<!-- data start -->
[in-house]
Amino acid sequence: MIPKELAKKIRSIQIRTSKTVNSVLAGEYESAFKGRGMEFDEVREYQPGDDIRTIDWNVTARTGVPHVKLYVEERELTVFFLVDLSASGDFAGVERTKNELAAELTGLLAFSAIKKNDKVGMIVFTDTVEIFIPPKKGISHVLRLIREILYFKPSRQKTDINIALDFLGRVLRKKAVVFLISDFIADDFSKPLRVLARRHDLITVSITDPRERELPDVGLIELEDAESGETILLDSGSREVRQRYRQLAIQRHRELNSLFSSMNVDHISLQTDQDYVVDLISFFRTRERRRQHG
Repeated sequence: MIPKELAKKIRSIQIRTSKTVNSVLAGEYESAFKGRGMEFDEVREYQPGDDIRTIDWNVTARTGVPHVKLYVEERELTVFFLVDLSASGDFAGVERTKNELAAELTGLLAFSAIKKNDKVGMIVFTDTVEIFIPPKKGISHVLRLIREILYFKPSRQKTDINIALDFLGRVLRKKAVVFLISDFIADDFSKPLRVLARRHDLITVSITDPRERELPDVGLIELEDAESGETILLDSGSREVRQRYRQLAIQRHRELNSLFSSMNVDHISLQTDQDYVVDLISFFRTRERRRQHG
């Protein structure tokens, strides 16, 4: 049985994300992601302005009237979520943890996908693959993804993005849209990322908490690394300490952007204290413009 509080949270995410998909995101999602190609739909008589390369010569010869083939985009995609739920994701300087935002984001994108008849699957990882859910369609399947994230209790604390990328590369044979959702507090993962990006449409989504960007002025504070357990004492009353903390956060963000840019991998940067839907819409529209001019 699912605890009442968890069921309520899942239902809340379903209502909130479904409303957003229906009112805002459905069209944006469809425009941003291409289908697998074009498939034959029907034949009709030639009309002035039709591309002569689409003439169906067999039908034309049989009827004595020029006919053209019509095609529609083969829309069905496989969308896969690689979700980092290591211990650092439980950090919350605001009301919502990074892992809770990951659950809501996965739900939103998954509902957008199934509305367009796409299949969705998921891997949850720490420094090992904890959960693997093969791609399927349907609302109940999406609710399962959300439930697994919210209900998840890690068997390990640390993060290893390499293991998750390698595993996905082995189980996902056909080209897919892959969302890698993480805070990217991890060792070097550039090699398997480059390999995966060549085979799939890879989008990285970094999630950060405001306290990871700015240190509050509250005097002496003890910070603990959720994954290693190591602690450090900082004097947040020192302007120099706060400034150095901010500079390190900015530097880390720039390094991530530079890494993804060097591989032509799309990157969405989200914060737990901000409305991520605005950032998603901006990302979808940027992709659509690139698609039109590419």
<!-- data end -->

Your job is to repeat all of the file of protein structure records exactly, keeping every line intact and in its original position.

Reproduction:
[in-house]
Amino acid sequence: MIPKELAKKIRSIQIRTSKTVNSVLAGEYESAFKGRGMEFDEVREYQPGDDIRTIDWNVTARTGVPHVKLYVEERELTVFFLVDLSASGDFAGVERTKNELAAELTGLLAFSAIKKNDKVGMIVFTDTVEIFIPPKKGISHVLRLIREILYFKPSRQKTDINIALDFLGRVLRKKAVVFLISDFIADDFSKPLRVLARRHDLITVSITDPRERELPDVGLIELEDAESGETILLDSGSREVRQRYRQLAIQRHRELNSLFSSMNVDHISLQTDQDYVVDLISFFRTRERRRQHG
Repeated sequence: MIPKELAKKIRSIQIRTSKTVNSVLAGEYESAFKGRGMEFDEVREYQPGDDIRTIDWNVTARTGVPHVKLYVEERELTVFFLVDLSASGDFAGVERTKNELAAELTGLLAFSAIKKNDKVGMIVFTDTVEIFIPPKKGISHVLRLIREILYFKPSRQKTDINIALDFLGRVLRKKAVVFLISDFIADDFSKPLRVLARRHDLITVSITDPRERELPDVGLIELEDAESGETILLDSGSREVRQRYRQLAIQRHRELNSLFSSMNVDHISLQTDQDYVVDLISFFRTRERRRQHG
């Protein structure tokens, strides 16, 4: 049985994300992601302005009237979520943890996908693959993804993005849209990322908490690394300490952007204290413009 509080949270995410998909995101999602190609739909008589390369010569010869083939985009995609739920994701300087935002984001994108008849699957990882859910369609399947994230209790604390990328590369044979959702507090993962990006449409989504960007002025504070357990004492009353903390956060963000840019991998940067839907819409529209001019 699912605890009442968890069921309520899942239902809340379903209502909130479904409303957003229906009112805002459905069209944006469809425009941003291409289908697998074009498939034959029907034949009709030639009309002035039709591309002569689409003439169906067999039908034309049989009827004595020029006919053209019509095609529609083969829309069905496989969308896969690689979700980092290591211990650092439980950090919350605001009301919502990074892992809770990951659950809501996965739900939103998954509902957008199934509305367009796409299949969705998921891997949850720490420094090992904890959960693997093969791609399927349907609302109940999406609710399962959300439930697994919210209900998840890690068997390990640390993060290893390499293991998750390698595993996905082995189980996902056909080209897919892959969302890698993480805070990217991890060792070097550039090699398997480059390999995966060549085979799939890879989008990285970094999630950060405001306290990871700015240190509050509250005097002496003890910070603990959720994954290693190591602690450090900082004097947040020192302007120099706060400034150095901010500079390190900015530097880390720039390094991530530079890494993804060097591989032509799309990157969405989200914060737990901000409305991520605005950032998603901006990302979808940027992709659509690139698609039109590419």